2. You have to both narrate and act out everything that your characters do. When our characters interacted with each other it became a show where whoever came up with the idea was directing a scene. (An English teacher’s nightmare: an ongoing stream of “and then he did this… and then you do that… and then this happens… and then… and then… and then…”)
  3. The storylines have to be logical (to a certain extent.) This rule was made primarily for my younger sister who had a tendency to overpower her characters and have them go on killing sprees when we did something she didn’t like. Even worse, she’d kill off her own characters when she got tired of using them, which especially annoyed me because their storylines had so much potential. 
  4. There are no do-overs. We couldn’t undo something that was decided in a previous game, but we could play a version of the game that took place before a certain event as long as the said event of that storyline stayed the same.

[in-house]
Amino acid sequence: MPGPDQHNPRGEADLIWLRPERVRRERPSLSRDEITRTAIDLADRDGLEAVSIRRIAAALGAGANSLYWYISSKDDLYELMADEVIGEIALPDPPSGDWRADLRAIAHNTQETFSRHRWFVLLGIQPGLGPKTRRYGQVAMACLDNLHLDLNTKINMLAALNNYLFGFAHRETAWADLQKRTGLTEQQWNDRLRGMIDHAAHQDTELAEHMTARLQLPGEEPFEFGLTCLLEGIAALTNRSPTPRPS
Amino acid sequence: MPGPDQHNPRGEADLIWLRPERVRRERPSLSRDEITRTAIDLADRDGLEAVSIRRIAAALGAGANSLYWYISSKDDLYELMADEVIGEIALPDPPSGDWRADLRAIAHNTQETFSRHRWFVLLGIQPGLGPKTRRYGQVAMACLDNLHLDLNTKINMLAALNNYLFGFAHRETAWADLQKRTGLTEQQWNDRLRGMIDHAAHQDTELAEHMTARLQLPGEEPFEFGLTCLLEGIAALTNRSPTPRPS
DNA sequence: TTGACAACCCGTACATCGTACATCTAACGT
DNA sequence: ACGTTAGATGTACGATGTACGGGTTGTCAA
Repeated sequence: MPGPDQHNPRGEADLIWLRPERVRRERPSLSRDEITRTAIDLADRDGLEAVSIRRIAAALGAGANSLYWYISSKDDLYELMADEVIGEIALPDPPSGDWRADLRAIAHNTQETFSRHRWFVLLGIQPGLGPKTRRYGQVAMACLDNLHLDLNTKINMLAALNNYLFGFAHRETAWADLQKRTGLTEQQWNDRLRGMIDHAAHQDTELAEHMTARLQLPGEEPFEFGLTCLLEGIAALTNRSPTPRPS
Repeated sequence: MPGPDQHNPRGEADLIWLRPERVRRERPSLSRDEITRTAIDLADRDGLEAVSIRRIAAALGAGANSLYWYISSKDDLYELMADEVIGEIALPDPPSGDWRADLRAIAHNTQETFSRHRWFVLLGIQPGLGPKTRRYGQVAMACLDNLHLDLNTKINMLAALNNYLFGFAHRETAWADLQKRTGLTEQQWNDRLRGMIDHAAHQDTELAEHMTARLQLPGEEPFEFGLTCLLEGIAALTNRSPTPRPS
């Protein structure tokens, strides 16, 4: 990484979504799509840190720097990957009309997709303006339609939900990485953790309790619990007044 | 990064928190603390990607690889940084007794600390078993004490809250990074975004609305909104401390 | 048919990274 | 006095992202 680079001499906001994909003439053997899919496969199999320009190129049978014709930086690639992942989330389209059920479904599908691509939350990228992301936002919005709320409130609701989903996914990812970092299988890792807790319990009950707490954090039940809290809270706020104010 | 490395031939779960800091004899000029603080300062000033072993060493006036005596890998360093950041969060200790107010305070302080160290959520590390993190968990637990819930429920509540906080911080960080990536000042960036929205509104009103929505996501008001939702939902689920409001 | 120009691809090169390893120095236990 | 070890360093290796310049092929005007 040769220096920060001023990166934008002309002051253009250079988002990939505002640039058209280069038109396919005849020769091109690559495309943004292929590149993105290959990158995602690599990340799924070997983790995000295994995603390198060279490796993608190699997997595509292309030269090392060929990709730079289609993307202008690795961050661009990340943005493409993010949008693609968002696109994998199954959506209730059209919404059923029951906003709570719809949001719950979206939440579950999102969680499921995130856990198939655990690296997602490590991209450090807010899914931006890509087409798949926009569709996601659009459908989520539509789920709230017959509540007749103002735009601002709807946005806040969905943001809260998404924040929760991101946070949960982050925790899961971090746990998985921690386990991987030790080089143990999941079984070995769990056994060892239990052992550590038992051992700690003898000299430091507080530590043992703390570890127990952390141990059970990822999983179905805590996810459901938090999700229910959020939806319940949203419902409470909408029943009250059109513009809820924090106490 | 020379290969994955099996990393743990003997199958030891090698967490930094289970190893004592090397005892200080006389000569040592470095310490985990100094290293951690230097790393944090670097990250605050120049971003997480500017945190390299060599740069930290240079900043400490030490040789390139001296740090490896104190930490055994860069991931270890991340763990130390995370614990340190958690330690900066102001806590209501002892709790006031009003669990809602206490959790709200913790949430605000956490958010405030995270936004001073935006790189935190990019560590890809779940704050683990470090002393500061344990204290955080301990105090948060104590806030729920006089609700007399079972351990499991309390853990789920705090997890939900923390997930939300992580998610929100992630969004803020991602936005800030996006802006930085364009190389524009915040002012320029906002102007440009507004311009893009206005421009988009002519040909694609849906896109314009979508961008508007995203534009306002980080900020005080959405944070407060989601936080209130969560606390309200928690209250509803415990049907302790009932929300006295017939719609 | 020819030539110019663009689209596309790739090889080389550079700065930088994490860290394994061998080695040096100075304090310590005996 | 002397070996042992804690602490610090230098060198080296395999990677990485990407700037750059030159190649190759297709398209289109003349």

5. The game never ends. There are multiple versions and multiple timelines, but there was never any ending to any of the stories. They continued to grow as our characters grew, the story following several generations of imaginary family lines. 

These rules were the basics, and throughout“The Game” smaller rules were created as we played. 

To anyone else, our play looked like random conversations amongst little kids, but for us, it was a full immersion experience. Our pine tree became headquarters in worlds where we went monster hunting and a cave to sleep in when we explored jungles. Like the Bridge to Terabithia, that tree was our gateway to the world of pretend. We entered ourselves and came out as whoever we wanted to be. In “The Game” we could do anything and be anyone. We developed and grew our character lists, each character having its own unique backstories, special abilities, and interests. The world around us was transformed into our props: Pine needles turned into shedding monster fur, and mulch became coins to use in the marketplace. Pine cones were our children, and winterberries were jewels stolen from pirate ships.